BOTTOM LINE: Decent comedy about a man who re-discovers his life after taking a self-help seminar where he has to say “yes” to everything; it’s only let down by some occasional segues in to stupid and very tired Jim Carrey silliness.
THE GOOD: “Yes Man” turned out to be a lot better than expected, mainly due to its clever premise which simultaneously allows for some great comedic moments, but also to explore deeper themes of how you should live your life (or not). Much of this film deals with the idea of opening yourself up to opportunities as they present themselves, and the film does a decent job of exploring these themes quite well; to clarify that, it’s not often that a Jim Carrey movie makes you muse, even momentarily about your life! Jim Carrey, as Carl, is in his first comedy where he does not have to be ridiculously over-the-top with his facial expressions and rubbery physicality; instead, he’s quite subdued for most of the time, which certainly works in the film’s favour as the most dramatic and funny moments come from word-play and character interaction rather than slapstick. Zooey Decshanel, as Alison, is great as the off-beat love interest who falls for Carrey’s apparently changed outlook on life. The best moments in this film are between these two characters as they explore a life of spontaneity. A telling moment occurs later in the film when Carl has the opportunity to get back with his ex-wife when she needs consoling after a fight with her new boyfriend and says “no” for the first time after starting the “yes” program because he has fallen in love with Alison; he suddenly realises the conflicting aspects of life where he has to be open to opportunities but have the intelligence to weigh up all the options and make the right choice. But perhaps the best part of this film from a comedic standpoint, and not all that surprisingly, is Terence Stamp as the self-help guru who encourages thousands to “Yes” in his seminars. He’s not on screen that long but when he is it’s hysterical. Pay particular attention to one scene where you can hear him finding words that rhyme with “yes”.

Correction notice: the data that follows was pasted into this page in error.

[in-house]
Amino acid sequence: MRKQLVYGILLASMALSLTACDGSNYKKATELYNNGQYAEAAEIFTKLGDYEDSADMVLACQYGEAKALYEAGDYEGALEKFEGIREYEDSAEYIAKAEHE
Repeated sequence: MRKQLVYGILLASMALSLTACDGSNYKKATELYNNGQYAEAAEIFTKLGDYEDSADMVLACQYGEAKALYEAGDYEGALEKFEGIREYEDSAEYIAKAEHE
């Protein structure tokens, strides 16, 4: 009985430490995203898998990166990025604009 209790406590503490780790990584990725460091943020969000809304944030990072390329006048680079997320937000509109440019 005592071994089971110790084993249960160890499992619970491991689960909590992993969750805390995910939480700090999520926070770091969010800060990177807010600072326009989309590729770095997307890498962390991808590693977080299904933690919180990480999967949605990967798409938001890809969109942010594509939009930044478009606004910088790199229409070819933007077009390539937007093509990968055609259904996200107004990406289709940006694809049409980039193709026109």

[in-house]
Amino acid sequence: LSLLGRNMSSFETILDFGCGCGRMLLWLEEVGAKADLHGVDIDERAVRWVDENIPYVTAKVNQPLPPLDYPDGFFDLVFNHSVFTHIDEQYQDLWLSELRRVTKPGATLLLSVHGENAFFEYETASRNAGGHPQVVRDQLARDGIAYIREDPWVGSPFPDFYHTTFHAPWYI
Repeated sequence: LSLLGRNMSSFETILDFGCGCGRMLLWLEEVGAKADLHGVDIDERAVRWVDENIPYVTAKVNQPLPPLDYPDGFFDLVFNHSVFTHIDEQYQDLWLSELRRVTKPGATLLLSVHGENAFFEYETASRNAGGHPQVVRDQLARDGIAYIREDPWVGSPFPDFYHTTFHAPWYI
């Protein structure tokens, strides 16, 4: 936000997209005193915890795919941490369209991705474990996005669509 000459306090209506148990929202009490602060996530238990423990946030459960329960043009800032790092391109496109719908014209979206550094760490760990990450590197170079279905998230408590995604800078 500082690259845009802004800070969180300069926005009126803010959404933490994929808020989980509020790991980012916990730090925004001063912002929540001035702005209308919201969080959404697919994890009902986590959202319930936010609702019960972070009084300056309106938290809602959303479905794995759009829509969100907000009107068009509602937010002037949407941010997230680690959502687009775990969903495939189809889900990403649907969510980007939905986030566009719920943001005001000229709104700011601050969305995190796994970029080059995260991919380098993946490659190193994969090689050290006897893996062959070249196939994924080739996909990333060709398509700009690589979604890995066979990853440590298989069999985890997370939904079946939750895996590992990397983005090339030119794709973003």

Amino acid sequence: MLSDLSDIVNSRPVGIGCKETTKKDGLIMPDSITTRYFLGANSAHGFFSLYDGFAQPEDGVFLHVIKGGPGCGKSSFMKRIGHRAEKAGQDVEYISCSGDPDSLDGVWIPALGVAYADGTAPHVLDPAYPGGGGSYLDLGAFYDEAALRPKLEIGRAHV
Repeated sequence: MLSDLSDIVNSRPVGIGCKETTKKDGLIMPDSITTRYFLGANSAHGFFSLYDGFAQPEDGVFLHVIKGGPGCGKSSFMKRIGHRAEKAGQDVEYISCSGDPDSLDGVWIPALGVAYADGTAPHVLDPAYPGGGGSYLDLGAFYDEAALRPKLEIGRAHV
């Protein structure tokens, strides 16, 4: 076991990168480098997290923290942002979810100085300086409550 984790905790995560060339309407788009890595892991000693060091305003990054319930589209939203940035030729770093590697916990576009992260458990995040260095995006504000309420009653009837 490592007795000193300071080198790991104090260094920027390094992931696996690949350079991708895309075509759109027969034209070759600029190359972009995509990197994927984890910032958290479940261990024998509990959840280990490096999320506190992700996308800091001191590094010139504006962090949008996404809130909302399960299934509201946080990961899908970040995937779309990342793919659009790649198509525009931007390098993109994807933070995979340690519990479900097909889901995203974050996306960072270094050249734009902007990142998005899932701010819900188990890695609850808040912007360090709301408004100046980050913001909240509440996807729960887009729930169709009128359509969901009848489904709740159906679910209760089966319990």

THE BAD: This film loses a lot of points by trying to incorporate Carrey’s usual array of comedy, which usually revolves around him shouting, making funny faces and distorting his body in to some strange position. Granted, it’s not as frequent in this film as in his other films, but when it does happen, it’s just plain awful, particularly as Carrey looks substantially older in this film and as such does not suit that type of juvenile comedy any more. Another aspect that did not work, and is an extension of the types of jokes that appear in previous Carrey films, is when his elderly next door neighbour “sorts him out” sexually. It’s funny, in a teenage kind of way, but it’s the strongest example of how this type of comedy was obviously put in there to cater for a market (either Carrey’s fan base or the teenage crowd). It does not suit the film nor the story the filmmakers are trying to tell and it is unfortunate that someone decided it would be good to throw these things in to the pot to get more people to watch the film.
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